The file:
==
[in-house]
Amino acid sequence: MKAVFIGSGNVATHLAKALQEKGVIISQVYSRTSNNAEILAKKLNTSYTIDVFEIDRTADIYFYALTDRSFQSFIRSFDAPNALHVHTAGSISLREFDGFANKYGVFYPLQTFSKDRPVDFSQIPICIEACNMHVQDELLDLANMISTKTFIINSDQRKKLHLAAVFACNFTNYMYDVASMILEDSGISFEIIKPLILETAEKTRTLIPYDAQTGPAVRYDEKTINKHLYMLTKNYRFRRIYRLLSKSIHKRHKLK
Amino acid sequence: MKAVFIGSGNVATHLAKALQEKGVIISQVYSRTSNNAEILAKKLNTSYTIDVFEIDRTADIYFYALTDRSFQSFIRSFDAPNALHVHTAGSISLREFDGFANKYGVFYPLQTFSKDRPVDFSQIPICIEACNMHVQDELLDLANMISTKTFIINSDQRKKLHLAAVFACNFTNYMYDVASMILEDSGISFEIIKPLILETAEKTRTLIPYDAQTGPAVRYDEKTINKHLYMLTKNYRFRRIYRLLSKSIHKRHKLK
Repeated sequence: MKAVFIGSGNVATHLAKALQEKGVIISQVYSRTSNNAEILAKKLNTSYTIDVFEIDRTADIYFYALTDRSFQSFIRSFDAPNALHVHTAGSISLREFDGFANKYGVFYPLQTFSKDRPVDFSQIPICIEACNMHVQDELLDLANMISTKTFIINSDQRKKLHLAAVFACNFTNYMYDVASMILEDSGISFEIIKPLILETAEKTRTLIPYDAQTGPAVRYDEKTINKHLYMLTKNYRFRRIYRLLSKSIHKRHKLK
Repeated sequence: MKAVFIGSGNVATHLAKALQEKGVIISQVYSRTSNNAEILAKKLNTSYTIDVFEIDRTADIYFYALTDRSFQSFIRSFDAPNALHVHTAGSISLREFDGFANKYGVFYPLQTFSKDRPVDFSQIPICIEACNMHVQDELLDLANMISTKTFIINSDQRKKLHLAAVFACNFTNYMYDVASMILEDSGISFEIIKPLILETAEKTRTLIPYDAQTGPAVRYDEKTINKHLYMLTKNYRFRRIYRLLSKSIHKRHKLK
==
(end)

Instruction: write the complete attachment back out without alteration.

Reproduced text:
[in-house]
Amino acid sequence: MKAVFIGSGNVATHLAKALQEKGVIISQVYSRTSNNAEILAKKLNTSYTIDVFEIDRTADIYFYALTDRSFQSFIRSFDAPNALHVHTAGSISLREFDGFANKYGVFYPLQTFSKDRPVDFSQIPICIEACNMHVQDELLDLANMISTKTFIINSDQRKKLHLAAVFACNFTNYMYDVASMILEDSGISFEIIKPLILETAEKTRTLIPYDAQTGPAVRYDEKTINKHLYMLTKNYRFRRIYRLLSKSIHKRHKLK
Amino acid sequence: MKAVFIGSGNVATHLAKALQEKGVIISQVYSRTSNNAEILAKKLNTSYTIDVFEIDRTADIYFYALTDRSFQSFIRSFDAPNALHVHTAGSISLREFDGFANKYGVFYPLQTFSKDRPVDFSQIPICIEACNMHVQDELLDLANMISTKTFIINSDQRKKLHLAAVFACNFTNYMYDVASMILEDSGISFEIIKPLILETAEKTRTLIPYDAQTGPAVRYDEKTINKHLYMLTKNYRFRRIYRLLSKSIHKRHKLK
Repeated sequence: MKAVFIGSGNVATHLAKALQEKGVIISQVYSRTSNNAEILAKKLNTSYTIDVFEIDRTADIYFYALTDRSFQSFIRSFDAPNALHVHTAGSISLREFDGFANKYGVFYPLQTFSKDRPVDFSQIPICIEACNMHVQDELLDLANMISTKTFIINSDQRKKLHLAAVFACNFTNYMYDVASMILEDSGISFEIIKPLILETAEKTRTLIPYDAQTGPAVRYDEKTINKHLYMLTKNYRFRRIYRLLSKSIHKRHKLK
Repeated sequence: MKAVFIGSGNVATHLAKALQEKGVIISQVYSRTSNNAEILAKKLNTSYTIDVFEIDRTADIYFYALTDRSFQSFIRSFDAPNALHVHTAGSISLREFDGFANKYGVFYPLQTFSKDRPVDFSQIPICIEACNMHVQDELLDLANMISTKTFIINSDQRKKLHLAAVFACNFTNYMYDVASMILEDSGISFEIIKPLILETAEKTRTLIPYDAQTGPAVRYDEKTINKHLYMLTKNYRFRRIYRLLSKSIHKRHKLK